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Stephanie (Advanced)

Following the basic edition, this article primarily explains the details of Proportional Assist Ventilation (PAV), the major feature of Stephanie.

(4) Use it to the fullest!

1) What is PAV?

PAV is a new ventilation mode where airway pressure increases or decreases proportionately to the size of spontaneous respiration by respiratory muscles. Unlike a conventional ventilator equipped with direct parameters such as inspiratory pressure, inspiratory time, or volume, the Stephanie ventilator relies completely on the patient also for inspiratory timing (Figure 1), and new parameters, Elastance (degree of elasticity) and Resistance (airway resistance), are used for its configuration.


In PAV, the pressure varies depending on the size of spontaneous respiration, and can therefore be referred to as the “amplifier of spontaneous respiration,” analogous to power steering of a car or a sound amplifier. In comparison to pressure support ventilation (PSV), if PSV is a respiratory mode to “inspire when you want to inspire, and expire when you want to expire,” then PAV is a respiratory mode to “inspire as much as you want to inspire when you inspire.”

Several advantages can be anticipated including: less discomfort due to a more gradual increase of inspiratory flow velocity compared to typical pressure-controlled ventilation, a reduction in secondary lung disorders can be anticipated by decreasing the mean airway pressure compared to synchronized intermittent mandatory ventilation (SIMV) and Assisted/Controlled ventilation (A/C) , and smaller changes in the intrapleural pressure leading to less impact on circulation because the respiratory muscle is proportionally assisted. Moreover, although spontaneous respiration is required because the system depends completely on it, the system is also suited for preterm infants who are likely to develop apnea by using a combination of the superior backup ventilation described below.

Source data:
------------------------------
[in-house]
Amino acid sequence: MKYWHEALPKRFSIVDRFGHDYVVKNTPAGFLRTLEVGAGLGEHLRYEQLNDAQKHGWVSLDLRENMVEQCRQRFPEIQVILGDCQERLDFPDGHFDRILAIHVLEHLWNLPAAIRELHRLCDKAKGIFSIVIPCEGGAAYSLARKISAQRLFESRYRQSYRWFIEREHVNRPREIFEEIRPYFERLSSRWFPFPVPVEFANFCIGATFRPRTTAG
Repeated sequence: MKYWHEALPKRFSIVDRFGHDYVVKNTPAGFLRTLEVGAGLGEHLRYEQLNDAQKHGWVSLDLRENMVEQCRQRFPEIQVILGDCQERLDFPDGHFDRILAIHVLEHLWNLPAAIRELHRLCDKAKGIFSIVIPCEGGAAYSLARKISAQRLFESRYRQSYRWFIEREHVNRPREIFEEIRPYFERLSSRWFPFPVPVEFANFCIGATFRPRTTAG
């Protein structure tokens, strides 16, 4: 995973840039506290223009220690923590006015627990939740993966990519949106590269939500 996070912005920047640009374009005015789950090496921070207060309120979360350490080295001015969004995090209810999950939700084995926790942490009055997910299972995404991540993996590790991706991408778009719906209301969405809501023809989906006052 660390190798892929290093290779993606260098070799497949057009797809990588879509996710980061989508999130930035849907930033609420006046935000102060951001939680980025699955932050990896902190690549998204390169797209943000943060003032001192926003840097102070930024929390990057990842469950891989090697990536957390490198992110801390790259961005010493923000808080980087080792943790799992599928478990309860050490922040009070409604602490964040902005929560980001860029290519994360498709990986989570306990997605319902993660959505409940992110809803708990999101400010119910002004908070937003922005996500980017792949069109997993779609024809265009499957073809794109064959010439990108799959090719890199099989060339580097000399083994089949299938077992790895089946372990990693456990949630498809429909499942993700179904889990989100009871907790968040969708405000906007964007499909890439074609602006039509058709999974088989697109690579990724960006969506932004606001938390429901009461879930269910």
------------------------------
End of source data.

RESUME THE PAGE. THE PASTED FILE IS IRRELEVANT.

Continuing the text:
2) PAV theory (Figure 2)
1) Step 1

Pulmonary compliance (C) is an index of how much lung volume can be obtained for a given amount of pressure change. Elastance (E) is the reciprocal of this, and is an index of how much pressure (ΔP) is necessary to obtain a certain amount of lung volume. As an equation, the relationship, ΔP = E • ΔV, holds true.
When air flows through a thin tube, a pressure gradient arises between the tube’s upstream and downstream due to tube resistance. Here, this pressure gradient (ΔP) can be written as ΔP = R × v’ when the resistance of that tube is R and when the flow velocity is v’.

2) Step 2

Combining the two equations from Step 1, the relationship, ΔP = E • ΔV + R • v’, is established. This equation indicates that ΔV and v’ increases the greater the ΔP. Conversely, if ΔP is the same, volume increases the smaller the E (easily swells) and flow velocity increases the smaller the R (good airflow).


3) Step 3

ΔP is composed of pressure produced by respiratory muscles (Pmus) and pressure due to ventilator (Pres). When airway pressure or flow velocity equivalent to Pres is artificially added (= assist), the work of breathing can be reduced by that amount. When ventilator assistance for elastance is set as VA (volume assist) and assistance for resistance is set as FA (flow assist), by adding pressure equivalent to VA•FA, Pmus produced by the affected infant’s respiratory muscles can be minimized. Therefore, Pmus that must be produced by respiratory muscles can be modified by changing the distribution of VA and FA (= gain).